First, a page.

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Great Kona Fishing Defies Hurricanes Fishing Report - September 08, 2015

Date of trip: September 08, 2015
Posted September 08, 2015 by FishTrack Member
  • Angler Brett Rough boated an 88-pound ulua (giant trevally) on Reel Screamer with Capt. Bob Beach while fishing out of Kawaihae. Photo courtesy Reel Screamer. 1 of 2
  • Kayakers continued to show their special ability to catch sailfish with this 55 pounder caught from a kayak by George Bonne. Photo courtesy of The Charter Desk at Honokohau Harbor. 2 of 2
Thunder, lightning, torrential rain, flash flooding, roads turned into rivers, even some scattered blasts of hail — last week we had it all. How did Kona’s mini-monsoon affect your fishing?

As seen in many fishing stories last week, the answer is both surprising and important because it shows the uniqueness of fishing along the Kona Coast.

Take Friday, for example, because that was the day headlined in Saturday’s papers because of flooding and road closures.

Despite ominous warnings about the continuing impacts of three hurricanes (a first-ever phenomenon), Friday dawned bright, sunny and calm. Charterboats took out their scheduled parties knowing that they could reach good fishing spots quickly and get back to port in a half hour or less if the weather turned against them. Kona is one of the few places where you can get to blue marlin water and back in less time than it takes to go grocery shopping.

Indeed, by 8:30 am, the charterboat Luna had gotten to its favorite fishing grounds, hooked four blue marlin, reeled them to the boat, released them and reported the news back to the Charter Desk. The seas stayed calm for the rest of the day even as the skies over the island darkened, the nearby hillsides turned into waterfalls, and the county closed roads that had become impassable.

Indeed, the ocean continued to be inviting so Capt. Chip Von Mols stayed offshore and kept trolling throughout the rest of the day. Chip and his party went 5 for 5 on blue marlin that day, releasing all of them. That was Chip’s second 5-release day of the year but his best perfect score in converting strikes into hookups and catches. His previous 5-release record day came on 7 strikes.

Meanwhile, Night Runner went fishing even though Capt. Shawn Rotella and his gang had no charter. Fishing holo holo (just for fun and maybe something for market) they boated a 200-pound blue on the kind of flat seas the rest of the fishing world envies.

That set Night Runner up nicely for a great Saturday trip during which they caught 2 blue marlin, 3 mahimahi and 3 ono and an assortment of small tunas. While Shawn and his party were filling the cooler with tasty dinner fish, Capt. Rubin Rubio was trolling offshore on Sundowner and looking for blue marlin. Rubin put angler Lawrence Beals on 3 blues estimated at 120-, 240- and 260- pounds.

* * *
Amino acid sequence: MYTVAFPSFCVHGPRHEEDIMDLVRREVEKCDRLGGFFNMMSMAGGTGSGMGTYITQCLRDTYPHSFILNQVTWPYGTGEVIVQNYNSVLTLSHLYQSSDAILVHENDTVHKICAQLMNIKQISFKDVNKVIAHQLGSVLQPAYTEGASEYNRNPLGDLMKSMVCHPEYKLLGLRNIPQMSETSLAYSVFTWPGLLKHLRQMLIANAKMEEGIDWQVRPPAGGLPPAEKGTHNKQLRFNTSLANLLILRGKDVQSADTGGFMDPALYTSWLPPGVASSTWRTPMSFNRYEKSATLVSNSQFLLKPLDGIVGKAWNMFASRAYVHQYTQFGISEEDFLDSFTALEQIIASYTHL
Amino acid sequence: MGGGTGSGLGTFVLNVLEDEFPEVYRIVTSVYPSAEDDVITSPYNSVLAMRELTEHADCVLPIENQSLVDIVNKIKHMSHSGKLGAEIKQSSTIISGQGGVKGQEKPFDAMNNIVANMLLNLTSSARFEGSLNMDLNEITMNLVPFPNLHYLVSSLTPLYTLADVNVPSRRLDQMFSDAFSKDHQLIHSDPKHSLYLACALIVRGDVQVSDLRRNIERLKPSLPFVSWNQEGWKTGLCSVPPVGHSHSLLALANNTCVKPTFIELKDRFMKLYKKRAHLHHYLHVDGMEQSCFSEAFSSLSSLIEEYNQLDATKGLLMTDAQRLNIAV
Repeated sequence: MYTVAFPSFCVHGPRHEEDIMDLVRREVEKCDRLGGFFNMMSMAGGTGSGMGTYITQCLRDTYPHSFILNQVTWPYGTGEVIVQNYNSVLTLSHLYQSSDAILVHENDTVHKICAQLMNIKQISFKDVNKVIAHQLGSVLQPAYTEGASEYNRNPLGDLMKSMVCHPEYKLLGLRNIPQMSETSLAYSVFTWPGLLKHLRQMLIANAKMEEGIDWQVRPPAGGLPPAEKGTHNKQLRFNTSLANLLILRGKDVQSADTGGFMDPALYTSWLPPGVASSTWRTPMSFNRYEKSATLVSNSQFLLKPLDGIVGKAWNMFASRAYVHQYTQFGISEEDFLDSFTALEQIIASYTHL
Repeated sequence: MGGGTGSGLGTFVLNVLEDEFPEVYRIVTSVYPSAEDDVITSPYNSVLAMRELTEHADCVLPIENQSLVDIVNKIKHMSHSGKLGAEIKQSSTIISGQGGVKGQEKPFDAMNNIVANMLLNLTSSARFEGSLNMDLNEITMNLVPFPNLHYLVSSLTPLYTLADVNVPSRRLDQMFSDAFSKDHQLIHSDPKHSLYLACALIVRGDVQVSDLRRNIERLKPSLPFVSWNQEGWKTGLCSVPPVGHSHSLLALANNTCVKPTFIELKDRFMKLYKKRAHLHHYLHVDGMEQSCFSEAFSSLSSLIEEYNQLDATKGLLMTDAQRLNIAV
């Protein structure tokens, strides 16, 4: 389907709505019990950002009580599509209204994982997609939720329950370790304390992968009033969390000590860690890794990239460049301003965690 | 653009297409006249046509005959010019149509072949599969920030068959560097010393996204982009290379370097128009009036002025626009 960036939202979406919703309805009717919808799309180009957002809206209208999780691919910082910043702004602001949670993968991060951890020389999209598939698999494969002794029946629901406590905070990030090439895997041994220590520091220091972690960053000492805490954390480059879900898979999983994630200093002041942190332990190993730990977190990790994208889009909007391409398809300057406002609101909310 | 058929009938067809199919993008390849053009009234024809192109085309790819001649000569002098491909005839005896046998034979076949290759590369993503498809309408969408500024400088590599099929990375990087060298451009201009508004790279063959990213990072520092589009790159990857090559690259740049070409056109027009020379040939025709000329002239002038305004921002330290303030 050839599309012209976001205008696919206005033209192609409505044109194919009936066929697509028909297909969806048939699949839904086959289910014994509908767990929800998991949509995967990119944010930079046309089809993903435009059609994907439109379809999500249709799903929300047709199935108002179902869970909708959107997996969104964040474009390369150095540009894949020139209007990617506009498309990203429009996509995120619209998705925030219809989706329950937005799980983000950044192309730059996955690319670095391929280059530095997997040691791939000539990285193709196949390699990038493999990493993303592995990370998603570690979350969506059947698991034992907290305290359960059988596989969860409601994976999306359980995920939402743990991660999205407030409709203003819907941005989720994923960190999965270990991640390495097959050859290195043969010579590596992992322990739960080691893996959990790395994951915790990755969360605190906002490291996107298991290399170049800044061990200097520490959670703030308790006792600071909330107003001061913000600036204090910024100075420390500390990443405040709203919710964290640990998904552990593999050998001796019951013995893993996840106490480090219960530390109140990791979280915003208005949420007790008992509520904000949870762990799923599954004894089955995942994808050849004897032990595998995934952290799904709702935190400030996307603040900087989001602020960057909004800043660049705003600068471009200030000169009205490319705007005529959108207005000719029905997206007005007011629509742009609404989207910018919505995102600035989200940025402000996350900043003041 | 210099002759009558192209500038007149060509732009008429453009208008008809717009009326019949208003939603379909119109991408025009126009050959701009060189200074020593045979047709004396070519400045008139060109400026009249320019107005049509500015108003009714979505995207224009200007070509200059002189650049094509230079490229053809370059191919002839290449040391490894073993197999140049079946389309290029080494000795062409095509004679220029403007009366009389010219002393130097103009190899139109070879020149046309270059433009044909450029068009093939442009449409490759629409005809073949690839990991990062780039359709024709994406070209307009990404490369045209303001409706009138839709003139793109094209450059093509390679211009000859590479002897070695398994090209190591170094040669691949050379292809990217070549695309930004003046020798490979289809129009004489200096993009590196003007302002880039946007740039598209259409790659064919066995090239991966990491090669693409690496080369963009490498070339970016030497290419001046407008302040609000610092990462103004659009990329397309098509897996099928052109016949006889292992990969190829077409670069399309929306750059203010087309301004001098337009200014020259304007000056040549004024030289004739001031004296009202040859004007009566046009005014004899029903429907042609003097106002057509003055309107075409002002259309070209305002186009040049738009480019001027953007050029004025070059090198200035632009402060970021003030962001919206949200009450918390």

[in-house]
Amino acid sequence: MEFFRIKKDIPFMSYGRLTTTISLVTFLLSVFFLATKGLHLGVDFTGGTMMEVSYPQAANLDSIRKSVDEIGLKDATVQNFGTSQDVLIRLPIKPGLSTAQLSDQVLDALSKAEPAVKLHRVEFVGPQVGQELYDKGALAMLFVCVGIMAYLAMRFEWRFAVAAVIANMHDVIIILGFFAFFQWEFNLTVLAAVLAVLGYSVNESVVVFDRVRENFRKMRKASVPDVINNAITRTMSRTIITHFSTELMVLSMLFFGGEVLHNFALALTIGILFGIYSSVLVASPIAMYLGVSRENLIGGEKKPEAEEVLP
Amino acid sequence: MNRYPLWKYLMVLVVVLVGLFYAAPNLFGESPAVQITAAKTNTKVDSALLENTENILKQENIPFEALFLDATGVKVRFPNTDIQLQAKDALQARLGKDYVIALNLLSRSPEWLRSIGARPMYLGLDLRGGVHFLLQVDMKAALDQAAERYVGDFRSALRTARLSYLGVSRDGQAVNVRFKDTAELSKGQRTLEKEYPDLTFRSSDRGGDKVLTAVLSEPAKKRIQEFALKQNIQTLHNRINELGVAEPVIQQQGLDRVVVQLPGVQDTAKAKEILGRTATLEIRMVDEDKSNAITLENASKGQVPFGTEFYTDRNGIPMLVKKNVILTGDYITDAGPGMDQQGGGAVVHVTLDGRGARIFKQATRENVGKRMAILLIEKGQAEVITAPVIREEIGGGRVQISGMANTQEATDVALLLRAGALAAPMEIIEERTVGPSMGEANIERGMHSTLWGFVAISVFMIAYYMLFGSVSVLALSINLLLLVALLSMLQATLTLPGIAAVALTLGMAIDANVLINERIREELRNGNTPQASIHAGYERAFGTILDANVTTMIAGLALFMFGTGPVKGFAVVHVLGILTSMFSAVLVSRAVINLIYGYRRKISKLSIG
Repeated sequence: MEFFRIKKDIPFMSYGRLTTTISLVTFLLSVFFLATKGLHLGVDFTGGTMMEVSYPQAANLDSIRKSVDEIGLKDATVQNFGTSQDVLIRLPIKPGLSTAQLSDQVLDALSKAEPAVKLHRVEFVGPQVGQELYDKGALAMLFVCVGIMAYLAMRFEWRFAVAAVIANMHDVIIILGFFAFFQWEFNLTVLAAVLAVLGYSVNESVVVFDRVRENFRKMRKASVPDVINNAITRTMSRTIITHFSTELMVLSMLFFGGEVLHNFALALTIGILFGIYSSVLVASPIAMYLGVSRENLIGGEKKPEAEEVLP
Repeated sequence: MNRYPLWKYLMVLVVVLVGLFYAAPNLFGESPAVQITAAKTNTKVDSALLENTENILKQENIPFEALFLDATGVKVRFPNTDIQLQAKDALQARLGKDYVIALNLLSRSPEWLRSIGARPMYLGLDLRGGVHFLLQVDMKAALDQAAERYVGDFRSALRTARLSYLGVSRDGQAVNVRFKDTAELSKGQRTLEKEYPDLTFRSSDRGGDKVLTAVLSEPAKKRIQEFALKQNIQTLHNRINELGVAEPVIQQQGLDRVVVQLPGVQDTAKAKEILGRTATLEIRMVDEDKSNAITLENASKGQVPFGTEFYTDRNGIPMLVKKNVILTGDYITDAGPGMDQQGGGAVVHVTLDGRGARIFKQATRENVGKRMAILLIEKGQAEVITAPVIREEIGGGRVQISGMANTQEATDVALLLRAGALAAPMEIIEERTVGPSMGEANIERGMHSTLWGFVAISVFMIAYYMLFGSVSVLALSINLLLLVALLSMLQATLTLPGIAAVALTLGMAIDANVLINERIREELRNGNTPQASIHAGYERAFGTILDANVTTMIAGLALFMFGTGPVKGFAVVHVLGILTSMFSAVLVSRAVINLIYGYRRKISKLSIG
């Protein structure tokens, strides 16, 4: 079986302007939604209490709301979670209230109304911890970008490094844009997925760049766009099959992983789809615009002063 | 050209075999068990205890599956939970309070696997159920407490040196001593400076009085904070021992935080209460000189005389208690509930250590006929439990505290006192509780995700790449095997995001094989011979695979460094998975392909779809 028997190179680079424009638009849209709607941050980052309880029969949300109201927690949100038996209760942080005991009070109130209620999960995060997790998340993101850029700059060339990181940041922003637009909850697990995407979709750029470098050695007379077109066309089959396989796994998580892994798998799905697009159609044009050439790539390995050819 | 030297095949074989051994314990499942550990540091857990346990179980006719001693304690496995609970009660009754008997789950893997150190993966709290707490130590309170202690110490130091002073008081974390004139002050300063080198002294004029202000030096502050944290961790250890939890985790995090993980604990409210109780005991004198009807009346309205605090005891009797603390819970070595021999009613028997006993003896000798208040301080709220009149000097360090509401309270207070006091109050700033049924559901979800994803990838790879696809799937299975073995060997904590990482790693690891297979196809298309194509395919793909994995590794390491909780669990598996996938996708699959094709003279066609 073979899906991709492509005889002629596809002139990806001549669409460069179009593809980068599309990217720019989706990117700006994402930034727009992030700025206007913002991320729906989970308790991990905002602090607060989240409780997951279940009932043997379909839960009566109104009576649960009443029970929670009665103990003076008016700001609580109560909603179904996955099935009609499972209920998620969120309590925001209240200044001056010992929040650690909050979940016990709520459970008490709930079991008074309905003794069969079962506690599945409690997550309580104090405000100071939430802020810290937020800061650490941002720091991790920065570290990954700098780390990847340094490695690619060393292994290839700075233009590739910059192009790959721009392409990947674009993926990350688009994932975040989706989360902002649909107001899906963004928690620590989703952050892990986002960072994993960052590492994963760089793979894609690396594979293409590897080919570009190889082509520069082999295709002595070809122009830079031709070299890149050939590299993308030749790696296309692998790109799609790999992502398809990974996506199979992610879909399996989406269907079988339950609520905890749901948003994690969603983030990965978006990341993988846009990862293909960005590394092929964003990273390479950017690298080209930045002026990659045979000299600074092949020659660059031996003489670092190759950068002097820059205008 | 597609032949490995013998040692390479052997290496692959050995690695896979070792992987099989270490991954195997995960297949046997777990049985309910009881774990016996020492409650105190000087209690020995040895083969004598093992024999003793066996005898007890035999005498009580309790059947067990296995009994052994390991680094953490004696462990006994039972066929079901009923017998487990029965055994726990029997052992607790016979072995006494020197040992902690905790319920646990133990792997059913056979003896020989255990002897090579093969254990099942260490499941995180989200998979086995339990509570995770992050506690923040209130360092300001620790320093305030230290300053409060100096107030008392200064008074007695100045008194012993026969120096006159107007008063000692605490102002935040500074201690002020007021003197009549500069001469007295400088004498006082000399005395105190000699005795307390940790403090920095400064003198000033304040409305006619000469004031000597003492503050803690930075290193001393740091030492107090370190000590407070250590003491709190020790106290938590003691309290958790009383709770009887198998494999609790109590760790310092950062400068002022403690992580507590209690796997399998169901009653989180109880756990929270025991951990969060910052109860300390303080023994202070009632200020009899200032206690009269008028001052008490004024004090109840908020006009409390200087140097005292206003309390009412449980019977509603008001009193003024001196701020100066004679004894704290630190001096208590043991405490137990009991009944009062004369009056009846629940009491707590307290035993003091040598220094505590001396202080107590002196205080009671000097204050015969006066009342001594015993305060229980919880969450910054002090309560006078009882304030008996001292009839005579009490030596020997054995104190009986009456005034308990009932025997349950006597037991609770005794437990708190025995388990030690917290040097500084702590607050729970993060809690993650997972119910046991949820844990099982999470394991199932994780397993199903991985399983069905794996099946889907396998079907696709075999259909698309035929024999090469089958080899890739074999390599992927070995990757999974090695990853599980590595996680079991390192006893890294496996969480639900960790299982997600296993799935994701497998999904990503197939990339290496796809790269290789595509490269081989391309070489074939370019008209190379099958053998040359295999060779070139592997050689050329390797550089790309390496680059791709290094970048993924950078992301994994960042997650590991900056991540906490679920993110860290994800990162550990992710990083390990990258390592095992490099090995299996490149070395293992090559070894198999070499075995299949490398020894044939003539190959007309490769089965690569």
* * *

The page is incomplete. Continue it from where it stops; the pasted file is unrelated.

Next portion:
Thursday had been a productive day for blue marlin fishermen as Camelot, Raptor and Maverick reported releases. The 500-pounder on Maverick helped deckhand Chad Kieswetter celebrate his last day here before leaving for Panama to start a new career in the Eastern Pacific.

The releases on Raptor were especially noteworthy because they were big steps on the way to pushing angler Carol Hinkle-Herren up a few more notches in her goal to tag 100 blue marlin this year. As of today she is at 66. If she were less generous, she might already be at 85 or more because she turned the rod over to other guests aboard Raptor more than 20 times.

The successes on Raptor, Luna and other Kona boats may have something to do with the unusually high sea temperatures offshore now. Raptor Capt. Bruce Herren says he recently saw unheard-of sea temperature readings as high as 87 degrees. Capt. Chip Von Mols has also seen readings as high as 86. Most years, Kona waters reach no more than 84 in the summer and drop down to about 80 as we head into September.

If the water stays warm, the big blues might stick around right to year’s end and keep setting records. That’s just fine with Bruce and Chip and their two favorite lady anglers. As Carol keeps climbing up the release ladder, so does Chip’s daughter Jada Holt. As of yesterday, Jada had tagged 53 blue marlin this year, but more importanly, she is the top angler so far in the Kona Tournaments series for 2015. Putting together all of the points that Jada has earned from the Kona Kickoff, Firecracker Open, Skins Marlin Derby, Kona Throw Down, Kona Classic, and Big Island Marlin Tournament, Jada has amassed 3557.2 points, which is 1,100 points higher than her closest competitor.